Benthic macroinvertebrate communities of Lake Simcoe (Ontario, Canada): Investigating an 85 year time-scale
MetadataShow full item record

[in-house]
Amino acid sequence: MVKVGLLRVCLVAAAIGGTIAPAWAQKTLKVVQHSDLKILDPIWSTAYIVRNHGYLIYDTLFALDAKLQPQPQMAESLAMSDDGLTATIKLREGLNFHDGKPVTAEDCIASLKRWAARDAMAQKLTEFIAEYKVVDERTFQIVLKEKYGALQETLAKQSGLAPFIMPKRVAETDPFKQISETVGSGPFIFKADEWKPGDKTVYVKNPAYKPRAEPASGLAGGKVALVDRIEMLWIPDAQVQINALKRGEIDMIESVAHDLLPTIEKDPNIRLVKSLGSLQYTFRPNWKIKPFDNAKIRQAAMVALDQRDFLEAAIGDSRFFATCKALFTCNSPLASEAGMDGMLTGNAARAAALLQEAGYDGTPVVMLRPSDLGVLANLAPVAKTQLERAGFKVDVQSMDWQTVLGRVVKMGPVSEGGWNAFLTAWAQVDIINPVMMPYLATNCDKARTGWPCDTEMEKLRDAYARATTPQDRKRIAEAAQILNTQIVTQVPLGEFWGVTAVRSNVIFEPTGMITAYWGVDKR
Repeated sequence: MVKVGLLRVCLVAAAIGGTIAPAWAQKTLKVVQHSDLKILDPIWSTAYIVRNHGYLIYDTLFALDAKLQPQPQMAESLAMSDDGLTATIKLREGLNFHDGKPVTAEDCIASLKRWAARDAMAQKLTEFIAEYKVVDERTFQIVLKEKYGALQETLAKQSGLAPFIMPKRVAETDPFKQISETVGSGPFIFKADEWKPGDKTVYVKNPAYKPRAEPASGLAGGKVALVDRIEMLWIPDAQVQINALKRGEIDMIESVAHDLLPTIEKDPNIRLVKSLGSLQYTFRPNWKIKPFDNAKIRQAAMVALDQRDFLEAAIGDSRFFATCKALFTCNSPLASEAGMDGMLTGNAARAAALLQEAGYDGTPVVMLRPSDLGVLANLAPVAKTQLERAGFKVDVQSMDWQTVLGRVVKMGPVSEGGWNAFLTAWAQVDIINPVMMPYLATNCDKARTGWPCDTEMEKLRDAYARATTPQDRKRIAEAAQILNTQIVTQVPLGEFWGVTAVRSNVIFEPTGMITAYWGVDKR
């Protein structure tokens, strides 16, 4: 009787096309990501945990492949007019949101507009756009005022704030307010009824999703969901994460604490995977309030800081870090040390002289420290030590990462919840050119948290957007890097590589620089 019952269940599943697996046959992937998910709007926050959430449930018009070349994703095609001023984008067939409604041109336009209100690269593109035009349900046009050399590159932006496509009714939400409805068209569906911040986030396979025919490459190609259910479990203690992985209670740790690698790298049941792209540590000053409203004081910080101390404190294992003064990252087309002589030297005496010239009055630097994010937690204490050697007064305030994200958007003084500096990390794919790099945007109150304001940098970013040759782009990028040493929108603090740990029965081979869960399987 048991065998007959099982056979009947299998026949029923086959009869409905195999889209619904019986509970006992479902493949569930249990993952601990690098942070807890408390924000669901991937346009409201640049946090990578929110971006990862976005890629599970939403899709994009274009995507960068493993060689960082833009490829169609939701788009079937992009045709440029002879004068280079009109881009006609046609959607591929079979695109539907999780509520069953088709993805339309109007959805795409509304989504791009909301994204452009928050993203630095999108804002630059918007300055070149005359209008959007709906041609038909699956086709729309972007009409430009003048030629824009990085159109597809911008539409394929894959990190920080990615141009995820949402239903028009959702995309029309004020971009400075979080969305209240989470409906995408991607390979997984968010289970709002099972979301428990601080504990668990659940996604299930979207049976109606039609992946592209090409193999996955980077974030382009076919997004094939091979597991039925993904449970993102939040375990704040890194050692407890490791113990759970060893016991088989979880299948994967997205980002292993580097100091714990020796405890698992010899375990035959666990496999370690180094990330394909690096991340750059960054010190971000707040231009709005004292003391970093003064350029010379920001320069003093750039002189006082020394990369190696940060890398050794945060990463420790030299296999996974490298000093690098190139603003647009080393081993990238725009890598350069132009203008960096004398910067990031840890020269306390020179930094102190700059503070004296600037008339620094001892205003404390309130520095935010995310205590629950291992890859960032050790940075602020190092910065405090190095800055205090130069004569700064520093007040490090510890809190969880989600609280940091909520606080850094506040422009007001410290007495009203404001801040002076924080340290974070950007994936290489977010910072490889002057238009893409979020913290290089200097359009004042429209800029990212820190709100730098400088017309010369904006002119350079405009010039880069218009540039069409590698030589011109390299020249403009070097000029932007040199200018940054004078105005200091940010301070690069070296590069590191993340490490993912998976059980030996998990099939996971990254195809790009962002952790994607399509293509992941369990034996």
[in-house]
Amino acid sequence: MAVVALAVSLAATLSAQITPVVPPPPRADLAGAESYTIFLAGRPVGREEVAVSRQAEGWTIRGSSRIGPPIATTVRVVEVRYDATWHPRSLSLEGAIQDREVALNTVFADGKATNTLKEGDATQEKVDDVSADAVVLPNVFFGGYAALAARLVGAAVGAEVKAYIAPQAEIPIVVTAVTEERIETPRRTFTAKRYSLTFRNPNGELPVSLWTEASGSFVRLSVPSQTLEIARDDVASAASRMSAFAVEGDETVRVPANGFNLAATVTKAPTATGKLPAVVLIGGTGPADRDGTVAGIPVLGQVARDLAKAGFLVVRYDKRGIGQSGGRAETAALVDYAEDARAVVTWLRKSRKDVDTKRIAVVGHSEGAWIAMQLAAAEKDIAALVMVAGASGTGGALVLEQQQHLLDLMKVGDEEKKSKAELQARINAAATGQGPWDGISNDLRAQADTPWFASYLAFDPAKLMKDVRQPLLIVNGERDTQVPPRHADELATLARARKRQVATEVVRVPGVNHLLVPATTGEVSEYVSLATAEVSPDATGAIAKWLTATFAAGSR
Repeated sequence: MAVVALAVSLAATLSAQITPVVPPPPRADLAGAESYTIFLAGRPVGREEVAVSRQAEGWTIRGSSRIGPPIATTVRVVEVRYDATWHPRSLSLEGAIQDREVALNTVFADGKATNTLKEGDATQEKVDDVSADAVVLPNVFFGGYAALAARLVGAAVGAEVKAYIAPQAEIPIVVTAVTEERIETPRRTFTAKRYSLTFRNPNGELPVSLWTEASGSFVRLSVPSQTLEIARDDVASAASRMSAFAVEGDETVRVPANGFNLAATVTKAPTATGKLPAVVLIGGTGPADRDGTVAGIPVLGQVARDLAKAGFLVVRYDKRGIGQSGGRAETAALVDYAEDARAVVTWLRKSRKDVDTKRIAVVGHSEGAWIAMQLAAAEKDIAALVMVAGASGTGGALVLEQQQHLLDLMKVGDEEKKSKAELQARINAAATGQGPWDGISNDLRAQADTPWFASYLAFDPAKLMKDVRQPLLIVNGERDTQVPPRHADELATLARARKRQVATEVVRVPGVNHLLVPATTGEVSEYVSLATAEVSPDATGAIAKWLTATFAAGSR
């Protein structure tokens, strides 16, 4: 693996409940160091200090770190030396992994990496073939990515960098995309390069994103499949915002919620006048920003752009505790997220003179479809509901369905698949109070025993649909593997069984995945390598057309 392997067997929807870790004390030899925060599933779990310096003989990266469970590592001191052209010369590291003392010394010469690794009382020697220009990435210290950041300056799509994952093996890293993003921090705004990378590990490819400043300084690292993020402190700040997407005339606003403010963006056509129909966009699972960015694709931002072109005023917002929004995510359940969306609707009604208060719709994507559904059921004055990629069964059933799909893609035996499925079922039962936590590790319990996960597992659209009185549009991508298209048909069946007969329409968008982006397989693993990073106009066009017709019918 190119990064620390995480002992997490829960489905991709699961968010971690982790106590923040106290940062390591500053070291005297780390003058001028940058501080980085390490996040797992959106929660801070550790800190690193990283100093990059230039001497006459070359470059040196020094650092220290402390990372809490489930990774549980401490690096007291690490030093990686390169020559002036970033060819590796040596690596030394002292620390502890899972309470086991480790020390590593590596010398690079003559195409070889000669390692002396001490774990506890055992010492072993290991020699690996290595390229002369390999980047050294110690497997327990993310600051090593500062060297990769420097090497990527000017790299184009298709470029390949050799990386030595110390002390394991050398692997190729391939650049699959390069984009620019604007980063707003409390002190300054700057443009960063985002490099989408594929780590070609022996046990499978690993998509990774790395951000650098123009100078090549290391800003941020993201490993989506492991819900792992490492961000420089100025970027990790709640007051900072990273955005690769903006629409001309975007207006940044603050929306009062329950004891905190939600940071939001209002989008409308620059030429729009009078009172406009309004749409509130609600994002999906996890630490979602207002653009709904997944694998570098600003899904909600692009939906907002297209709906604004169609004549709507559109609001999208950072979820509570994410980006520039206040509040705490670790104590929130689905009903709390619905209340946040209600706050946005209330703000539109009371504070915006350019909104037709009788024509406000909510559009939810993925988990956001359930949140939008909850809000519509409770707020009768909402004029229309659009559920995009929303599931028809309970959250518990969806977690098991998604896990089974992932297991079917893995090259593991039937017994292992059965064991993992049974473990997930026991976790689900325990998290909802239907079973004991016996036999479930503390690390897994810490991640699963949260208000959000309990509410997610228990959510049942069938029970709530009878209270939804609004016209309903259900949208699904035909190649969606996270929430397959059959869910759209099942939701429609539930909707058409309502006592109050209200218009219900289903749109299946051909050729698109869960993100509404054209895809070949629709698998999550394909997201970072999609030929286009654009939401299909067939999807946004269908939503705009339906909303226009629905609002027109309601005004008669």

Lake Simcoe is the largest inland waterbody in southern Ontario and has been the focus of much scientific study over the past 30 years. Increases in phosphorus loading over the past century have impacted algae and aquatic plant biomass, deepwater anoxia, and the sustainability of the coldwater fishery. Management efforts have been made to restore Lake Simcoe to an ecologically sustainable state, but colonization by invasive species, climate change, and the rapid urbanization of the basin continue to complicate management strategies. Benthic macroinvertebrate communities can be used to investigate both historic and present-day ecological change in Lake Simcoe and the first comprehensive benthic survey was carried out by Rawson in 1926. I replicated this study in 2011 by sampling the same sites in a similar time period in order to quantitatively and qualitatively assess change in the benthos of Lake Simcoe. Total invertebrate abundance was 15 times greater in 2011 across all sites, with all major benthic taxa significantly increasing in abundance since 1926 with the exception of Sphaeriidae. Chironomidae was the dominant taxon in 1926 and 2011, representing 51% and 33% of total invertebrate abundance, respectively. Community structure at sites was driven by depth in 2011, with shallow sites dominated by amphipods, isopods, and Dreissena being separate from deep sites. Community structure at sites in 1926 was influenced primarily by site density. Major taxonomic changes include the presence of Dreissena and absence of Chaoborus in 2011, and the complete absence of Hirudinea in 1926. The increases in phosphorus loading since 1926 along with the influence of Dreissena is likely shaping the qualitative and quantitative changes observed in 2011. By routinely investigating benthic communities in Lake Simcoe along these sites, long-term research can continue to track historic changes in the benthos and provide a baseline for future monitoring.